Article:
•Request everything in writing. It is always better to leave a paper trail. Real estate professionals are required by law to provide you with copies of all instruments relating to the transaction.
•Don’t give in to high-pressure sales tactics. Scammers may urge you to rent quickly before someone else gets the property, prompting you to possibly miss an important step in the evaluation process. Remember to be cautious about all the steps involved in a real estate transaction – including carefully reviewing the lease agreement and verifying the identity of those you are engaged with during the rental transaction.
•Protect your privacy. Scammers often request personal information and money for background checks, then disappear. Refrain from providing personal information or your Social Security number unless you are absolutely sure you are dealing with a reputable business or agent.
Read more tips to identify and avoid rental scams here.
Tips To Avoid Moving Scams
•Pay attention to bait and switch sales practices. This deceptive practice involves providing an initial misleading quote and then making last-minute changes to agreed-upon price quotes. Be wary of companies that offer instant quotes instead of gathering detailed information to provide an accurate estimate. When you receive a binding estimate, you cannot be required to pay more than that amount, unless you’ve requested additional services after.
•Pay attention to deceptive business practices. Deceptive business practices include late deliveries with no advance notification, delivering damaged items, missing items, holding items hostage until consumers provide additional amounts of money or failure to fulfill any of its contractual obligations. Avoid dealing with any business that engages in these practices by doing general online research and learning your rights as outlined below.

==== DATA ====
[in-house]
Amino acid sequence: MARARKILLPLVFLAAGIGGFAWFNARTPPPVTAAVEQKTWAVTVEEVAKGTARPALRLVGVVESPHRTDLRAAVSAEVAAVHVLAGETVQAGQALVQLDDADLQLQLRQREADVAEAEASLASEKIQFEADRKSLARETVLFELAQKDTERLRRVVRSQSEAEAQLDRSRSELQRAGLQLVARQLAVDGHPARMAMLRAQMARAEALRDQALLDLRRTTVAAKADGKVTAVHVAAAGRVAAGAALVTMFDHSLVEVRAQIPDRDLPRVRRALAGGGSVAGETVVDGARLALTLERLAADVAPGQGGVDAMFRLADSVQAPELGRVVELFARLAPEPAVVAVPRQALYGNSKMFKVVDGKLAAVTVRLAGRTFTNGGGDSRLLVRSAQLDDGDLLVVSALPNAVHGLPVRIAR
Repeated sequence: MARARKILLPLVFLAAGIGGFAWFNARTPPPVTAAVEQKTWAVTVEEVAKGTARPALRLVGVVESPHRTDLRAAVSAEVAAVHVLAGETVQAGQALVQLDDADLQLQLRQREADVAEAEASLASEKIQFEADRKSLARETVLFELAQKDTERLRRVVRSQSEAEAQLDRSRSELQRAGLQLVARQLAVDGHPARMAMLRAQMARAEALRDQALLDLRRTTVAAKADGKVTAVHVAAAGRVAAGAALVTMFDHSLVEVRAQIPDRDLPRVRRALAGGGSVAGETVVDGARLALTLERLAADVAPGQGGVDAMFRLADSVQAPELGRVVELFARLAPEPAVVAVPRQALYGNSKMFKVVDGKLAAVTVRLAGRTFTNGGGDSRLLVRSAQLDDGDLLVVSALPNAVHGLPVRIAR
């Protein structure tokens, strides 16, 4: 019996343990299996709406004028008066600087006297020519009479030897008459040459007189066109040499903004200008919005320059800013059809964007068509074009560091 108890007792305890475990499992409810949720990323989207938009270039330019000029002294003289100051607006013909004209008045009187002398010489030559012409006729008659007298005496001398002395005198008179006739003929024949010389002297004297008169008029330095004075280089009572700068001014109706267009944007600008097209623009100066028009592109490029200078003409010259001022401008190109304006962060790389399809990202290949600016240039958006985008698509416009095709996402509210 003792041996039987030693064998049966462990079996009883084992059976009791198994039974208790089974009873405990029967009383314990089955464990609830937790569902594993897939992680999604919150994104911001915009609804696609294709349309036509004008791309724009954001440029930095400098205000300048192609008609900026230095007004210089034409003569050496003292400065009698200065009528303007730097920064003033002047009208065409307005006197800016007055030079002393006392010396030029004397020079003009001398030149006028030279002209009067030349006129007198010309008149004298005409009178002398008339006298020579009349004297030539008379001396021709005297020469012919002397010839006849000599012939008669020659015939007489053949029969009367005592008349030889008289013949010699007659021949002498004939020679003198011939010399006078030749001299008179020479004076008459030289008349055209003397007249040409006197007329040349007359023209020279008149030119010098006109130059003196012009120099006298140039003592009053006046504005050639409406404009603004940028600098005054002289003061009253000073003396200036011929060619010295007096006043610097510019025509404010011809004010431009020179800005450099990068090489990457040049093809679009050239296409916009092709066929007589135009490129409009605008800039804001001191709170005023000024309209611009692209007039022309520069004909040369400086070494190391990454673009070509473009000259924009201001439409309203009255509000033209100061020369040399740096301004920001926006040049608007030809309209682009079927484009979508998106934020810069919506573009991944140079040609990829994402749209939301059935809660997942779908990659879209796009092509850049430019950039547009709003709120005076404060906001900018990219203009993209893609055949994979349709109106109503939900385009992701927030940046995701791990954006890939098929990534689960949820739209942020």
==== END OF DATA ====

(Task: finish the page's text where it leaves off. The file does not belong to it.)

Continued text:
•Review all terms and conditions prior to loading. Before the movers have moved any of your items into the truck, meet with the company representative at your home to review material terms of the contract, most notably the cost and delivery terms.
•Do general online research. Confirm that the moving company is an honest and reputable business with a physical address, has detailed contact information and is rated well by others in consumer reviews. Check the Federal Motor Carrier Safety Administration’s (FMCSA) national consumer complaint database or the Better Business Bureau, which has a searchable database of consumer reviews.
•Hire licensed or registered movers. Before hiring a moving company, confirm that it’s a government-regulated entity.
√ Moves within New York state: All moving companies must be licensed in New York. The state Department of Transportation licenses companies for moves statewide. To ensure that your moving company has valid New York state operating authority, contact the Department of Transportation at 518-457-6512.
√ Moving out of state: Make sure the mover is insured and registered with the federal government. The Federal Motor Carrier Safety Administration (FMCSA) registers companies that meet legal and safety requirements for moves between New York and other states. You can look up whether an interstate moving company is registered through the FMCSA’s mover registration search.